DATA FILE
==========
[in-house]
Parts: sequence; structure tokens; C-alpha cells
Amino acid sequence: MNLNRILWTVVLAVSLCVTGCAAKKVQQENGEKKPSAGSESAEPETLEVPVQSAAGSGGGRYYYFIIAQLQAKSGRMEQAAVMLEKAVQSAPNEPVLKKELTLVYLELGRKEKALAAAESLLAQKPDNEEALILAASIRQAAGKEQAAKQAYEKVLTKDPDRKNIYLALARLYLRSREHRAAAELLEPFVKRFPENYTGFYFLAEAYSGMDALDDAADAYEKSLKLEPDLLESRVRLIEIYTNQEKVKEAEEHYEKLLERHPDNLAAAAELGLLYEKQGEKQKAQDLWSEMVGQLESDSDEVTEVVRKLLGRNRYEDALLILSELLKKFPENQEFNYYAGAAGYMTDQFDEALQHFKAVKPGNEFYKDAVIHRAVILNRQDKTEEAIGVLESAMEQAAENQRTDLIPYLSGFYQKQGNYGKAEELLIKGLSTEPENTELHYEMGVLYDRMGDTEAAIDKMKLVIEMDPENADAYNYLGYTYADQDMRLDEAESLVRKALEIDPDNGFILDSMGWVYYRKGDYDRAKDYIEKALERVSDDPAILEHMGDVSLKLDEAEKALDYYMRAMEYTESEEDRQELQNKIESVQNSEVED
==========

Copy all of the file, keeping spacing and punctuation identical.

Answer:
[in-house]
Parts: sequence; structure tokens; C-alpha cells
Amino acid sequence: MNLNRILWTVVLAVSLCVTGCAAKKVQQENGEKKPSAGSESAEPETLEVPVQSAAGSGGGRYYYFIIAQLQAKSGRMEQAAVMLEKAVQSAPNEPVLKKELTLVYLELGRKEKALAAAESLLAQKPDNEEALILAASIRQAAGKEQAAKQAYEKVLTKDPDRKNIYLALARLYLRSREHRAAAELLEPFVKRFPENYTGFYFLAEAYSGMDALDDAADAYEKSLKLEPDLLESRVRLIEIYTNQEKVKEAEEHYEKLLERHPDNLAAAAELGLLYEKQGEKQKAQDLWSEMVGQLESDSDEVTEVVRKLLGRNRYEDALLILSELLKKFPENQEFNYYAGAAGYMTDQFDEALQHFKAVKPGNEFYKDAVIHRAVILNRQDKTEEAIGVLESAMEQAAENQRTDLIPYLSGFYQKQGNYGKAEELLIKGLSTEPENTELHYEMGVLYDRMGDTEAAIDKMKLVIEMDPENADAYNYLGYTYADQDMRLDEAESLVRKALEIDPDNGFILDSMGWVYYRKGDYDRAKDYIEKALERVSDDPAILEHMGDVSLKLDEAEKALDYYMRAMEYTESEEDRQELQNKIESVQNSEVED